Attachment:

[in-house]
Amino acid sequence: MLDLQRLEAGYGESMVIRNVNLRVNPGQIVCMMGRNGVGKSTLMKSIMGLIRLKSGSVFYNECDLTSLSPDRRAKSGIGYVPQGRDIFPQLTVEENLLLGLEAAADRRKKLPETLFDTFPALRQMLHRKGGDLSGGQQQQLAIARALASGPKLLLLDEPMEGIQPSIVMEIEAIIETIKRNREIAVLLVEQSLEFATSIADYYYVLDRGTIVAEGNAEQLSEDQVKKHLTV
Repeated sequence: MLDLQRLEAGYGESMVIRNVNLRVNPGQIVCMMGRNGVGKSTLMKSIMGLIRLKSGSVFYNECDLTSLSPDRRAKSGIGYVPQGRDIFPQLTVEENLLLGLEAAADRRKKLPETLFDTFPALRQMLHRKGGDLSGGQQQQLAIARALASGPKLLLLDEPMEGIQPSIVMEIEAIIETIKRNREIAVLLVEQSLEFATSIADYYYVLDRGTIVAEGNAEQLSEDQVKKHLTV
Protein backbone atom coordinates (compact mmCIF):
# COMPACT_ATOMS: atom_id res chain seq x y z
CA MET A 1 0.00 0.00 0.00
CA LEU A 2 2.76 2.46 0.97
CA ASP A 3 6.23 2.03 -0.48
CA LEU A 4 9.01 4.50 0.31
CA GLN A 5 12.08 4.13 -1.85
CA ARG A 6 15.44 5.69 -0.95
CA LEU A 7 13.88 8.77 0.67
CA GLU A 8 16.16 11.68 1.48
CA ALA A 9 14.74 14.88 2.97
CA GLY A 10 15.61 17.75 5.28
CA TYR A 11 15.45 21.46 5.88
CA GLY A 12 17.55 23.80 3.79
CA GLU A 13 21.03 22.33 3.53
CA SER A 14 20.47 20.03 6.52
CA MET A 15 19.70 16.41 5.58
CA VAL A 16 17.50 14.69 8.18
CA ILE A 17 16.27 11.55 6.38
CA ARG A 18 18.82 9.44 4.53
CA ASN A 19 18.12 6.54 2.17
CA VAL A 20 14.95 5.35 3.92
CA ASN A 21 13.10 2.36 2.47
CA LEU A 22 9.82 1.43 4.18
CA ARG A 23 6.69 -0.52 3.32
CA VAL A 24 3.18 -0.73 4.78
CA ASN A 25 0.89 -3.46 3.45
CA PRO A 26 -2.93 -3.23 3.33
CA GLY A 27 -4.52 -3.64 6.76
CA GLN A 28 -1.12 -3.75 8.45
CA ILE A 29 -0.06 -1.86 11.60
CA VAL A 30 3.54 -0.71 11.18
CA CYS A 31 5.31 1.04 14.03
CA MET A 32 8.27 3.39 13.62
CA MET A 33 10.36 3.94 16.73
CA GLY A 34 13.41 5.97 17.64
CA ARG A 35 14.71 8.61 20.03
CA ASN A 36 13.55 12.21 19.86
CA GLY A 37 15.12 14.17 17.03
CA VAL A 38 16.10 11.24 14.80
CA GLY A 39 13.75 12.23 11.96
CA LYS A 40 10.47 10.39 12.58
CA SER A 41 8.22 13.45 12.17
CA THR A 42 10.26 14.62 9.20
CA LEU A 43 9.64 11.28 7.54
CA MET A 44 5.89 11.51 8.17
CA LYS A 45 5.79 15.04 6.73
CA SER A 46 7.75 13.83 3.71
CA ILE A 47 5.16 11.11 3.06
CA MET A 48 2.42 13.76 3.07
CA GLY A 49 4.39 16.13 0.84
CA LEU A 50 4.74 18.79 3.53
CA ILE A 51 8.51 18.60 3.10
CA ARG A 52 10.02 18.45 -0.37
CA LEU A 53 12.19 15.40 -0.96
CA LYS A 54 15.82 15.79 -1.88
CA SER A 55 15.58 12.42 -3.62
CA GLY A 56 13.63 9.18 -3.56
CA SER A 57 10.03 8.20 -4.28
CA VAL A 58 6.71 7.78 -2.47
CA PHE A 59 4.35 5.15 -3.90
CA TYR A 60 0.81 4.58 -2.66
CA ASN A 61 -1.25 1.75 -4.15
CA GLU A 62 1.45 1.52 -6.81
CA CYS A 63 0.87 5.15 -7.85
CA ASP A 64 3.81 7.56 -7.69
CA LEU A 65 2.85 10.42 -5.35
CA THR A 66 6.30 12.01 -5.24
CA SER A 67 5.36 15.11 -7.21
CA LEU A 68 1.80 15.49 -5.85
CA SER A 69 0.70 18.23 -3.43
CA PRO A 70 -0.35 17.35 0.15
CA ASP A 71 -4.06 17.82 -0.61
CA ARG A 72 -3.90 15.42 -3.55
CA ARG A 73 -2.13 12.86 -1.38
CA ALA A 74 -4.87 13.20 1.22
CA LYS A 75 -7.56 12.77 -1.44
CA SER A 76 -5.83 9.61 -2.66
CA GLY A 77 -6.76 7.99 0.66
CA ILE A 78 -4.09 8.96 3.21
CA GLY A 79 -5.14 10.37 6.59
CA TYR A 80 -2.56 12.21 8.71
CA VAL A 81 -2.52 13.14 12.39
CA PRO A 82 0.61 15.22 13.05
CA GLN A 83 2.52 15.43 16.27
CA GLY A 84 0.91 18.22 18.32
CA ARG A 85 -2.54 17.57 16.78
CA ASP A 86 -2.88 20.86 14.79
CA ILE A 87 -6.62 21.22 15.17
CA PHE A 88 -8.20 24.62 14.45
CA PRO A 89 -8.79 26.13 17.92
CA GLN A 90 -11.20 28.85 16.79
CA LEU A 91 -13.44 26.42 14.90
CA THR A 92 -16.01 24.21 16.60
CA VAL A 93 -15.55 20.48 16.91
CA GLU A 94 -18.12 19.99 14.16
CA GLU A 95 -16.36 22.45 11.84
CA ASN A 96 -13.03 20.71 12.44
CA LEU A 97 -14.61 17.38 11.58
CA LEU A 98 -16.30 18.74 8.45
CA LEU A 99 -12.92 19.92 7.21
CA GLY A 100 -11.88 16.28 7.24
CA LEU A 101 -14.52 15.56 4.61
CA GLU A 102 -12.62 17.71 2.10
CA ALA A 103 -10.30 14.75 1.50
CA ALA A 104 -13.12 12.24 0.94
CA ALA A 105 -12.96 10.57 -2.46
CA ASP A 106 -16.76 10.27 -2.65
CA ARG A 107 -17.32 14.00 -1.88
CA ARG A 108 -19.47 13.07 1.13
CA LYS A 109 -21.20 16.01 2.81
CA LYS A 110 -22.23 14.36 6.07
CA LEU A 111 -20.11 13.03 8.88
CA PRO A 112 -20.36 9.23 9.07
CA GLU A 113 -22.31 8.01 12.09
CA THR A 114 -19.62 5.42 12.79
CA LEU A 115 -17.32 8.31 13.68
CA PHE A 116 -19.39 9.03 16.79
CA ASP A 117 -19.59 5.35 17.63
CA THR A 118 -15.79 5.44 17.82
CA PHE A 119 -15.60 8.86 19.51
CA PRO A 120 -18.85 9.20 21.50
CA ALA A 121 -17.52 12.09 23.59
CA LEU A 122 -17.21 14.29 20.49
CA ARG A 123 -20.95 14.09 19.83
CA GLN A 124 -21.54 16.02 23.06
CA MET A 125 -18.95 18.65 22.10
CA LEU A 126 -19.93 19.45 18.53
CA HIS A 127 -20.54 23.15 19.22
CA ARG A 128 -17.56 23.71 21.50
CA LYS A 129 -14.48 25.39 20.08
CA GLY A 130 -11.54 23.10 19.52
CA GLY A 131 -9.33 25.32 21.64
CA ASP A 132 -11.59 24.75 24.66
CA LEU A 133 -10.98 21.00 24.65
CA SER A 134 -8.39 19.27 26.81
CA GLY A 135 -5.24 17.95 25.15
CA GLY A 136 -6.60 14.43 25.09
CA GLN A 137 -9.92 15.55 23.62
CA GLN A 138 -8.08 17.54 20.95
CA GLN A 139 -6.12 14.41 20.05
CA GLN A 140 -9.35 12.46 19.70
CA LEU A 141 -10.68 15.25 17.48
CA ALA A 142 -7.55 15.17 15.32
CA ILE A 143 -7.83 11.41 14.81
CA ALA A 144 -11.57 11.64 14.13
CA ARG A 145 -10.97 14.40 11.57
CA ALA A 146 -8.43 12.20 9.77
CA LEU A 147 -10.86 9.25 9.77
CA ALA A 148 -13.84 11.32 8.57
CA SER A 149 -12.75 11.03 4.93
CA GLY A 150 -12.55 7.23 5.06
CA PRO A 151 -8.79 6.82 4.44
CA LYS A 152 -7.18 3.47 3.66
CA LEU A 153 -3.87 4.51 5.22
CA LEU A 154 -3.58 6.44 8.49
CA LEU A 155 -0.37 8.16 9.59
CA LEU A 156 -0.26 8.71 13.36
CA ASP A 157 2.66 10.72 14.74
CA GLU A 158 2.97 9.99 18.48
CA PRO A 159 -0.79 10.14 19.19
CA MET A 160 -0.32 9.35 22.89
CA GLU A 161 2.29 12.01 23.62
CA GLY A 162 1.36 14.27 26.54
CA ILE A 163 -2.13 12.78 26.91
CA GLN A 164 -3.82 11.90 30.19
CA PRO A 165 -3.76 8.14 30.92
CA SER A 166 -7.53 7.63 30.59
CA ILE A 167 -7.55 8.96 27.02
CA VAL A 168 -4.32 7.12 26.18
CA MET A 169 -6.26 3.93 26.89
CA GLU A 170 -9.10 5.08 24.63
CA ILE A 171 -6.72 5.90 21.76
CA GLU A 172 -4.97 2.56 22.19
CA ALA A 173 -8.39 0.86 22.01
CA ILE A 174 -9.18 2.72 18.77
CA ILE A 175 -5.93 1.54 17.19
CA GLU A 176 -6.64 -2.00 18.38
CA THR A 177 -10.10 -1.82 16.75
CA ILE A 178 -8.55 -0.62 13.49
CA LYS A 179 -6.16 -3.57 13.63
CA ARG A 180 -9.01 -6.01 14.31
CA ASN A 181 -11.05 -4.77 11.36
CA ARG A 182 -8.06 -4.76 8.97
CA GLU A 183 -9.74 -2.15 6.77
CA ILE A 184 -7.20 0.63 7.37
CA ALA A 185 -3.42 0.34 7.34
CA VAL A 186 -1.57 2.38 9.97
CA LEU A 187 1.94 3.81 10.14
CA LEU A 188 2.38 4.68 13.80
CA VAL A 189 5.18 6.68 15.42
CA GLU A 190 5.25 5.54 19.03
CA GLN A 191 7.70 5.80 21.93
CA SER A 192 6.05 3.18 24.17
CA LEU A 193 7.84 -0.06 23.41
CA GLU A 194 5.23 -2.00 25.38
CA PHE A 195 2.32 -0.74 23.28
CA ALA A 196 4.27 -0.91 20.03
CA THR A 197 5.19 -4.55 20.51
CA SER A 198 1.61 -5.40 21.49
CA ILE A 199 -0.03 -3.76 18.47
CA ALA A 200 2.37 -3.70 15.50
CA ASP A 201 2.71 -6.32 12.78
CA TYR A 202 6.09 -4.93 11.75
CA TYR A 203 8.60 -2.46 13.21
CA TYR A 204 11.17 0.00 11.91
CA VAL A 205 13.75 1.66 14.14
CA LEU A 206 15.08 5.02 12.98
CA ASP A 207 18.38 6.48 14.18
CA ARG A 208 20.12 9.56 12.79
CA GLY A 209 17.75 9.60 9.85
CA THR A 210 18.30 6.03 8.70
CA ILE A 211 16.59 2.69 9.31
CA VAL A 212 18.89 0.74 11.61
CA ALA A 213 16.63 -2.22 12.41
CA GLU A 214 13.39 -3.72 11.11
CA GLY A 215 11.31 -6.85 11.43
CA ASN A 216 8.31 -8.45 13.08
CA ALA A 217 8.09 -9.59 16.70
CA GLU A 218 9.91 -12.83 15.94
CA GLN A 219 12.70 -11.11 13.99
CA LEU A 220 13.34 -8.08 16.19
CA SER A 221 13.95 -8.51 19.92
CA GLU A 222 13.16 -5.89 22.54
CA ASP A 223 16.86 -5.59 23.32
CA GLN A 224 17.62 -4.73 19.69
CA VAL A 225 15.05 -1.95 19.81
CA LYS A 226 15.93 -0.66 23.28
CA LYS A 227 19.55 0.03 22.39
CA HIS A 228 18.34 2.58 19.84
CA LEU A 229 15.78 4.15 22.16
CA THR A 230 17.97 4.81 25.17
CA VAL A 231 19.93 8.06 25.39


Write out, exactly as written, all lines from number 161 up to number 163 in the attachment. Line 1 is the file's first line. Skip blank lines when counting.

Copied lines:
CA LEU A 156 -0.26 8.71 13.36
CA ASP A 157 2.66 10.72 14.74
CA GLU A 158 2.97 9.99 18.48